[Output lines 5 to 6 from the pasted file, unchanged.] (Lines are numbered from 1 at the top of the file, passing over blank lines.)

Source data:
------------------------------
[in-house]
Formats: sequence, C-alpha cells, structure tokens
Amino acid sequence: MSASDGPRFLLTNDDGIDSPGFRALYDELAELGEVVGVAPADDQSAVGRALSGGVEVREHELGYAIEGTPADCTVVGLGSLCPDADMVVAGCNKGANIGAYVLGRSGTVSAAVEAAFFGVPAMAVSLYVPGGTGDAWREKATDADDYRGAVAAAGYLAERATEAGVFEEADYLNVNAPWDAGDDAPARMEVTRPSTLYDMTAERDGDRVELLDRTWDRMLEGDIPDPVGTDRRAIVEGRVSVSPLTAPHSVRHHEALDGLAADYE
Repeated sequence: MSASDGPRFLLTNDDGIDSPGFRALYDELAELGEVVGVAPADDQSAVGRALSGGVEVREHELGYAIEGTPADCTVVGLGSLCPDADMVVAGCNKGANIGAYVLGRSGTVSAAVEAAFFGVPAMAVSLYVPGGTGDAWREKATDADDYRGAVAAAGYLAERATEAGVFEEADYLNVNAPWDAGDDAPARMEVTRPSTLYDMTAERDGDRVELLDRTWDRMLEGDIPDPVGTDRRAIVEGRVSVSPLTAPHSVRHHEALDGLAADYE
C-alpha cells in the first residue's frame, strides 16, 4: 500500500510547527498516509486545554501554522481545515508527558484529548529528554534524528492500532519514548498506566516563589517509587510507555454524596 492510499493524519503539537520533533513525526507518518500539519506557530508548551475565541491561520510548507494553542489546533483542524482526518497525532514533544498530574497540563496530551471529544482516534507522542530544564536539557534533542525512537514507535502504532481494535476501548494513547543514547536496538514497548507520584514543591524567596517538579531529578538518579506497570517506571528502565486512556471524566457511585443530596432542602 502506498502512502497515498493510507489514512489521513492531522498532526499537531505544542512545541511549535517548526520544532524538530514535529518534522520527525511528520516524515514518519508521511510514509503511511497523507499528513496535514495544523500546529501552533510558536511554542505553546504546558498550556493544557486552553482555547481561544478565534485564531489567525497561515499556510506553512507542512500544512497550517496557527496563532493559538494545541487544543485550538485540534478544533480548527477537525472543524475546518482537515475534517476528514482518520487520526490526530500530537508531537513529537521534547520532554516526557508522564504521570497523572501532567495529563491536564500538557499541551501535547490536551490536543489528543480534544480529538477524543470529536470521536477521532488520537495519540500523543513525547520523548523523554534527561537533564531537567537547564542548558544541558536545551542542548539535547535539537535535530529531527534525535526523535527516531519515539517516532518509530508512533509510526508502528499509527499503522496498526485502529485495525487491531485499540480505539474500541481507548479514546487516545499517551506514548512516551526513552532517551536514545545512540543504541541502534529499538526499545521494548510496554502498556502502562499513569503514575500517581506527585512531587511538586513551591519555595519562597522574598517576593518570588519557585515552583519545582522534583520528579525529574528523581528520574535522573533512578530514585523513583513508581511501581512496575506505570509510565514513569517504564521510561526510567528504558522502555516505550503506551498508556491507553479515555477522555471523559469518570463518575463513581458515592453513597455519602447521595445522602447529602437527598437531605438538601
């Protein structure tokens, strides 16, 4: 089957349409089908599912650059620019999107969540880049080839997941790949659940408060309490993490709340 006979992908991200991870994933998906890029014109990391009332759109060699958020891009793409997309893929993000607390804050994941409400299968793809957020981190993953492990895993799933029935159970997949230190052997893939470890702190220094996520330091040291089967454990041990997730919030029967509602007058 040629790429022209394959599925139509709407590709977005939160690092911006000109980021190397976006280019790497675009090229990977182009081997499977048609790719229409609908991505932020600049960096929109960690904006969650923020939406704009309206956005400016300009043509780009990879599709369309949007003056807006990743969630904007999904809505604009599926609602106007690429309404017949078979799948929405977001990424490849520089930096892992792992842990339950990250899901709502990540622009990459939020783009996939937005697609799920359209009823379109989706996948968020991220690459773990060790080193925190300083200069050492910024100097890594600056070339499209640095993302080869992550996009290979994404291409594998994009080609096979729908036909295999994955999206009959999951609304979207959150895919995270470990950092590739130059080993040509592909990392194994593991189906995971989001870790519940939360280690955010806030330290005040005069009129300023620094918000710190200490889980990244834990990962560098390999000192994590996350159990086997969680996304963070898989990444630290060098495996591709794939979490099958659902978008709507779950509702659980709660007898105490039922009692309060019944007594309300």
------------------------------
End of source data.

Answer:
C-alpha cells in the first residue's frame, strides 16, 4: 500500500510547527498516509486545554501554522481545515508527558484529548529528554534524528492500532519514548498506566516563589517509587510507555454524596 492510499493524519503539537520533533513525526507518518500539519506557530508548551475565541491561520510548507494553542489546533483542524482526518497525532514533544498530574497540563496530551471529544482516534507522542530544564536539557534533542525512537514507535502504532481494535476501548494513547543514547536496538514497548507520584514543591524567596517538579531529578538518579506497570517506571528502565486512556471524566457511585443530596432542602 502506498502512502497515498493510507489514512489521513492531522498532526499537531505544542512545541511549535517548526520544532524538530514535529518534522520527525511528520516524515514518519508521511510514509503511511497523507499528513496535514495544523500546529501552533510558536511554542505553546504546558498550556493544557486552553482555547481561544478565534485564531489567525497561515499556510506553512507542512500544512497550517496557527496563532493559538494545541487544543485550538485540534478544533480548527477537525472543524475546518482537515475534517476528514482518520487520526490526530500530537508531537513529537521534547520532554516526557508522564504521570497523572501532567495529563491536564500538557499541551501535547490536551490536543489528543480534544480529538477524543470529536470521536477521532488520537495519540500523543513525547520523548523523554534527561537533564531537567537547564542548558544541558536545551542542548539535547535539537535535530529531527534525535526523535527516531519515539517516532518509530508512533509510526508502528499509527499503522496498526485502529485495525487491531485499540480505539474500541481507548479514546487516545499517551506514548512516551526513552532517551536514545545512540543504541541502534529499538526499545521494548510496554502498556502502562499513569503514575500517581506527585512531587511538586513551591519555595519562597522574598517576593518570588519557585515552583519545582522534583520528579525529574528523581528520574535522573533512578530514585523513583513508581511501581512496575506505570509510565514513569517504564521510561526510567528504558522502555516505550503506551498508556491507553479515555477522555471523559469518570463518575463513581458515592453513597455519602447521595445522602447529602437527598437531605438538601
């Protein structure tokens, strides 16, 4: 089957349409089908599912650059620019999107969540880049080839997941790949659940408060309490993490709340 006979992908991200991870994933998906890029014109990391009332759109060699958020891009793409997309893929993000607390804050994941409400299968793809957020981190993953492990895993799933029935159970997949230190052997893939470890702190220094996520330091040291089967454990041990997730919030029967509602007058 040629790429022209394959599925139509709407590709977005939160690092911006000109980021190397976006280019790497675009090229990977182009081997499977048609790719229409609908991505932020600049960096929109960690904006969650923020939406704009309206956005400016300009043509780009990879599709369309949007003056807006990743969630904007999904809505604009599926609602106007690429309404017949078979799948929405977001990424490849520089930096892992792992842990339950990250899901709502990540622009990459939020783009996939937005697609799920359209009823379109989706996948968020991220690459773990060790080193925190300083200069050492910024100097890594600056070339499209640095993302080869992550996009290979994404291409594998994009080609096979729908036909295999994955999206009959999951609304979207959150895919995270470990950092590739130059080993040509592909990392194994593991189906995971989001870790519940939360280690955010806030330290005040005069009129300023620094918000710190200490889980990244834990990962560098390999000192994590996350159990086997969680996304963070898989990444630290060098495996591709794939979490099958659902978008709507779950509702659980709660007898105490039922009692309060019944007594309300």